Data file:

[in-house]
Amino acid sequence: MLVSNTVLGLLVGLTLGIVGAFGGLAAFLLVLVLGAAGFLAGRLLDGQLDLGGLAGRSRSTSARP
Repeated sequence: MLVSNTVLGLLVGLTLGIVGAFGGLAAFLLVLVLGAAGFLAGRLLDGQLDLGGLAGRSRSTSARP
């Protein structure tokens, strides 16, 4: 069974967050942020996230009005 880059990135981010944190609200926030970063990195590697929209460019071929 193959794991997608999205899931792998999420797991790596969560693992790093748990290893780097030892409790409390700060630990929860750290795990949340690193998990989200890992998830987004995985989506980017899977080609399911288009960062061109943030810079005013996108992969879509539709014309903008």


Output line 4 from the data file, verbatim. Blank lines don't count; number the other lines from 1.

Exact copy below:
């Protein structure tokens, strides 16, 4: 069974967050942020996230009005 880059990135981010944190609200926030970063990195590697929209460019071929 193959794991997608999205899931792998999420797991790596969560693992790093748990290893780097030892409790409390700060630990929860750290795990949340690193998990989200890992998830987004995985989506980017899977080609399911288009960062061109943030810079005013996108992969879509539709014309903008």